Listen for the shocking roar of the howler monkey in the rainforests of Belize.

Wildlife Protection

Belize is famous for its abundance of tropical wildlife. Jaguars roam the jungles and both natives and visitors alike clamor to catch a glimpse of one; they are more active at night and wouldn’t be likely to go near a human, so sightings are rare but not unheard of. I wasn’t fortunate enough to spot one, but my tour guide easily coaxed a tarantula from the ground at one point, so I was kind of all set on the wild animal encounters at that point anyway. My teenage son was very jealous he missed meeting my new arachnid buddy.

Marine and wildlife conservation is taken seriously in Belize, where there is a small population of people but a vast wilderness and almost 200 miles of barrier reef along the coastline to protect. Families can learn about these efforts in educational and engaging ways. 

The Belize Zoo

The Belize Zoo was started in 1983 to provide a home for a collection of wild animals which had been used in making documentary films about tropical forests. Forty years later, the “backyard zoo” has become a world-renowned wildlife education center where visitors connect with the animals. Visitors can meet furry and feathered friends indigenous to Belize, like tapirs, ocelots, pumas, coatimundis, and harpy eagles.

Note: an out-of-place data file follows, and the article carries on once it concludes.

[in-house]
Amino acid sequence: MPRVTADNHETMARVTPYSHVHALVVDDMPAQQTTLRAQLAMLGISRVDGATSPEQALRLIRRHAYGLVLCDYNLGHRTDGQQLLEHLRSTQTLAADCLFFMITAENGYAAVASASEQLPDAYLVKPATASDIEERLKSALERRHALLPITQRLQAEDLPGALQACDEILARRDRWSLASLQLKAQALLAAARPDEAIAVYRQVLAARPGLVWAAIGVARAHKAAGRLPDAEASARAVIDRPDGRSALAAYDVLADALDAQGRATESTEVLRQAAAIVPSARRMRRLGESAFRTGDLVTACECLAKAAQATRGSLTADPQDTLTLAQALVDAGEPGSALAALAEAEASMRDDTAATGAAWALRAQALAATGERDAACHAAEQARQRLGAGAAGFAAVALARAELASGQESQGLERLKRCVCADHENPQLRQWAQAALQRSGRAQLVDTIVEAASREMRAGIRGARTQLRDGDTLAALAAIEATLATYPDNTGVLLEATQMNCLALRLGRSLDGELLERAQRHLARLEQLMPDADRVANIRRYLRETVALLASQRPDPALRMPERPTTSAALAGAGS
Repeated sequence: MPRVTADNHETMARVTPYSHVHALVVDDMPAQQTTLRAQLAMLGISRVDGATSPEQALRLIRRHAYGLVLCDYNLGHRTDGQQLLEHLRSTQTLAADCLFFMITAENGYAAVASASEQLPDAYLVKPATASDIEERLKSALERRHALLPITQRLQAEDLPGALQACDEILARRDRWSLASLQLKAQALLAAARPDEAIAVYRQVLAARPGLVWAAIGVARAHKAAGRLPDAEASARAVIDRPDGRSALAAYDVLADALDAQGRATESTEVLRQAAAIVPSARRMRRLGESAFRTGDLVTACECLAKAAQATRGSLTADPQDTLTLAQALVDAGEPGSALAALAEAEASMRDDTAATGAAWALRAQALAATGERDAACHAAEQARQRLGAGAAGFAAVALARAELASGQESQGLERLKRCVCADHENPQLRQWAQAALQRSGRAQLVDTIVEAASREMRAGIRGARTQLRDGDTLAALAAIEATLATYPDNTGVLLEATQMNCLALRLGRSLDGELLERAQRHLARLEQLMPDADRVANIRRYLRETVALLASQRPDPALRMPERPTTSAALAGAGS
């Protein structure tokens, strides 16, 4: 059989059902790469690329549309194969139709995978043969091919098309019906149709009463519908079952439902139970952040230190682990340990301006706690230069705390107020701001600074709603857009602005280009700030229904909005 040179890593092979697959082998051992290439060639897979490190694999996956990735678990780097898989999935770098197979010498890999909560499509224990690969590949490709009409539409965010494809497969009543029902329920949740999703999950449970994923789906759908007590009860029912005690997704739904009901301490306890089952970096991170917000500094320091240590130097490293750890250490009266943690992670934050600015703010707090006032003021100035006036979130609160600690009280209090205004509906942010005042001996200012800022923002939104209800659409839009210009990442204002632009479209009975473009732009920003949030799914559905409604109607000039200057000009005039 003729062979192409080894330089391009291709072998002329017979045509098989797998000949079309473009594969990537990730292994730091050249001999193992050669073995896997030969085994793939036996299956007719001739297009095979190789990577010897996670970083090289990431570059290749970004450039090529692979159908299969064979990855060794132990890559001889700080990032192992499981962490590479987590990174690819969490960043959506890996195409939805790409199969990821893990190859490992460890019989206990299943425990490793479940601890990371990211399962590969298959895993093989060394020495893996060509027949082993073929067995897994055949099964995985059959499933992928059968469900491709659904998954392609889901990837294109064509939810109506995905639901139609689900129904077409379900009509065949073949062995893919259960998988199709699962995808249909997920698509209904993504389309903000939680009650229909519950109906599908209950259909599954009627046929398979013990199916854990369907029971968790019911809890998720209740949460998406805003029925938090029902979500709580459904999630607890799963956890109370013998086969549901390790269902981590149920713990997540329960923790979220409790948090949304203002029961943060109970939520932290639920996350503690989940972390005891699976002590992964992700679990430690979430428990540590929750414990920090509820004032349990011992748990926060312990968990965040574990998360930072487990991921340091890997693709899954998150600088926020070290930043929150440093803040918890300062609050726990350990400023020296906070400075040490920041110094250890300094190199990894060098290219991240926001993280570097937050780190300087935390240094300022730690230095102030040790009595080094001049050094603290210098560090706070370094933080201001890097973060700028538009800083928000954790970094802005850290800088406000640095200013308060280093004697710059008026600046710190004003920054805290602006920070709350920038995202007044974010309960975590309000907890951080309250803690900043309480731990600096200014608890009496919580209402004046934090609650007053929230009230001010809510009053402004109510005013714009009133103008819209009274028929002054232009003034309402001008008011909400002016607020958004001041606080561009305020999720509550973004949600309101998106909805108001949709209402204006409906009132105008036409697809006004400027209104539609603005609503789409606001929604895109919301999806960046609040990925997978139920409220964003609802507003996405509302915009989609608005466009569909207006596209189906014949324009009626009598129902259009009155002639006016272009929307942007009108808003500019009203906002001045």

The Belize Zoo is the first nature destination in Belize that is fully accessible to visitors with physical disabilities. 

Green Iguana Conservation Project

Since 1996, the San Ignacio Resort Hotel has been at the forefront of conservation efforts for the threatened Green Iguana. Today, the property offers visitors an exciting, interactive experience to learn how vital these amazing reptiles are to the ecosystem and get a firsthand look at the process of incubation, hatching, rearing, and releasing of the species. You can even “Adopt an Iguana,” with proceeds providing scholarships for local children. This exhibit is a popular one for kids! 


Belize is home to over 500 avian species, including some that are rarely found elsewhere. In an effort to develop the bird tourism market, which helps to protect endangered species like Golden-cheeked Warbler and the Yellow-headed Amazon, the Belize Audubon Society has trained over 50 locals to be bird guides in areas with critical forest habitats. They offer sample birding itineraries or you can book a guided excursion with a tour company.